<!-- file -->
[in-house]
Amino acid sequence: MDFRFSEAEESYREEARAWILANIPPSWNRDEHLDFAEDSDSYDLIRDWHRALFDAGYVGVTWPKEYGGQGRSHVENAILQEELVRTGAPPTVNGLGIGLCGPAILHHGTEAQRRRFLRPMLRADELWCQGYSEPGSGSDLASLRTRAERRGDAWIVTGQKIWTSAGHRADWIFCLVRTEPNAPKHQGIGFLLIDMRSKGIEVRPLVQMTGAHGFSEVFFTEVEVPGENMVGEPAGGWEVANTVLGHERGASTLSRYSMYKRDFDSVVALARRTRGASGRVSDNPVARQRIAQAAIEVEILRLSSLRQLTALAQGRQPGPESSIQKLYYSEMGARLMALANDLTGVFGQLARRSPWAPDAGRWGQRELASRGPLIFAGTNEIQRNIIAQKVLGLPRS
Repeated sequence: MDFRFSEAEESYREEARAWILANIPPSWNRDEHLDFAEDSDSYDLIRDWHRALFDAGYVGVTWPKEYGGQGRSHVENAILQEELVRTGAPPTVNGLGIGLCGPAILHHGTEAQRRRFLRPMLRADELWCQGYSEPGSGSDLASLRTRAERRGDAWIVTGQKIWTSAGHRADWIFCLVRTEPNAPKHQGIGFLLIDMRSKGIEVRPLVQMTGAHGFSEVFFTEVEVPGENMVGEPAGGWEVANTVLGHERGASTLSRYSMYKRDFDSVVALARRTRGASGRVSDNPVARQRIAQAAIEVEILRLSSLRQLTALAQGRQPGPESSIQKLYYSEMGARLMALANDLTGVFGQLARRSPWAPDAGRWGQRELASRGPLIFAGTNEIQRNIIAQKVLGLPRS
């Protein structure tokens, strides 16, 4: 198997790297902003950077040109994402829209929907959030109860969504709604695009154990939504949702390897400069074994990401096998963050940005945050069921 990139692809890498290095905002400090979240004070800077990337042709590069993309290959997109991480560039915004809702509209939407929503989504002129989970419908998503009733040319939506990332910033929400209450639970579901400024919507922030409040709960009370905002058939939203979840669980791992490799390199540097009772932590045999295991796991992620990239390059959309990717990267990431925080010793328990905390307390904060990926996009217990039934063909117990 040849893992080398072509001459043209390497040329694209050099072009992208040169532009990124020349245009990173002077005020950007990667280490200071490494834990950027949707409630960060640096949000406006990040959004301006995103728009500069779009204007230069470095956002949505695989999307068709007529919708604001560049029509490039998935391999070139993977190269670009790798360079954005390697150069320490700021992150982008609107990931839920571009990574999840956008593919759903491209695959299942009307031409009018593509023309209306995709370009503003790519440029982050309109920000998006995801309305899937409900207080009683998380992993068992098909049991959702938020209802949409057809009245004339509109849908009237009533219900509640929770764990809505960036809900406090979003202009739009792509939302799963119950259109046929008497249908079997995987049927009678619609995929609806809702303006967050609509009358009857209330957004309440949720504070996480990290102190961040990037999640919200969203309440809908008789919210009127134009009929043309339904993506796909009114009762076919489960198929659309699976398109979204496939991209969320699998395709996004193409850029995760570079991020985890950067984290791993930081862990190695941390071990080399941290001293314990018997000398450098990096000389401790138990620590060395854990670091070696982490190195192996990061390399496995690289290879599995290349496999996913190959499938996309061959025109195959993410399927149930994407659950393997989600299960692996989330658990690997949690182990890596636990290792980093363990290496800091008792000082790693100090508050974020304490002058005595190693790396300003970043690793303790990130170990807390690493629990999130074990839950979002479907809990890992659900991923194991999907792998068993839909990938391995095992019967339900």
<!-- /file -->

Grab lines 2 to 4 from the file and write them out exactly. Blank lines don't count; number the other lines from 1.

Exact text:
Amino acid sequence: MDFRFSEAEESYREEARAWILANIPPSWNRDEHLDFAEDSDSYDLIRDWHRALFDAGYVGVTWPKEYGGQGRSHVENAILQEELVRTGAPPTVNGLGIGLCGPAILHHGTEAQRRRFLRPMLRADELWCQGYSEPGSGSDLASLRTRAERRGDAWIVTGQKIWTSAGHRADWIFCLVRTEPNAPKHQGIGFLLIDMRSKGIEVRPLVQMTGAHGFSEVFFTEVEVPGENMVGEPAGGWEVANTVLGHERGASTLSRYSMYKRDFDSVVALARRTRGASGRVSDNPVARQRIAQAAIEVEILRLSSLRQLTALAQGRQPGPESSIQKLYYSEMGARLMALANDLTGVFGQLARRSPWAPDAGRWGQRELASRGPLIFAGTNEIQRNIIAQKVLGLPRS
Repeated sequence: MDFRFSEAEESYREEARAWILANIPPSWNRDEHLDFAEDSDSYDLIRDWHRALFDAGYVGVTWPKEYGGQGRSHVENAILQEELVRTGAPPTVNGLGIGLCGPAILHHGTEAQRRRFLRPMLRADELWCQGYSEPGSGSDLASLRTRAERRGDAWIVTGQKIWTSAGHRADWIFCLVRTEPNAPKHQGIGFLLIDMRSKGIEVRPLVQMTGAHGFSEVFFTEVEVPGENMVGEPAGGWEVANTVLGHERGASTLSRYSMYKRDFDSVVALARRTRGASGRVSDNPVARQRIAQAAIEVEILRLSSLRQLTALAQGRQPGPESSIQKLYYSEMGARLMALANDLTGVFGQLARRSPWAPDAGRWGQRELASRGPLIFAGTNEIQRNIIAQKVLGLPRS
């Protein structure tokens, strides 16, 4: 198997790297902003950077040109994402829209929907959030109860969504709604695009154990939504949702390897400069074994990401096998963050940005945050069921 990139692809890498290095905002400090979240004070800077990337042709590069993309290959997109991480560039915004809702509209939407929503989504002129989970419908998503009733040319939506990332910033929400209450639970579901400024919507922030409040709960009370905002058939939203979840669980791992490799390199540097009772932590045999295991796991992620990239390059959309990717990267990431925080010793328990905390307390904060990926996009217990039934063909117990 040849893992080398072509001459043209390497040329694209050099072009992208040169532009990124020349245009990173002077005020950007990667280490200071490494834990950027949707409630960060640096949000406006990040959004301006995103728009500069779009204007230069470095956002949505695989999307068709007529919708604001560049029509490039998935391999070139993977190269670009790798360079954005390697150069320490700021992150982008609107990931839920571009990574999840956008593919759903491209695959299942009307031409009018593509023309209306995709370009503003790519440029982050309109920000998006995801309305899937409900207080009683998380992993068992098909049991959702938020209802949409057809009245004339509109849908009237009533219900509640929770764990809505960036809900406090979003202009739009792509939302799963119950259109046929008497249908079997995987049927009678619609995929609806809702303006967050609509009358009857209330957004309440949720504070996480990290102190961040990037999640919200969203309440809908008789919210009127134009009929043309339904993506796909009114009762076919489960198929659309699976398109979204496939991209969320699998395709996004193409850029995760570079991020985890950067984290791993930081862990190695941390071990080399941290001293314990018997000398450098990096000389401790138990620590060395854990670091070696982490190195192996990061390399496995690289290879599995290349496999996913190959499938996309061959025109195959993410399927149930994407659950393997989600299960692996989330658990690997949690182990890596636990290792980093363990290496800091008792000082790693100090508050974020304490002058005595190693790396300003970043690793303790990130170990807390690493629990999130074990839950979002479907809990890992659900991923194991999907792998068993839909990938391995095992019967339900």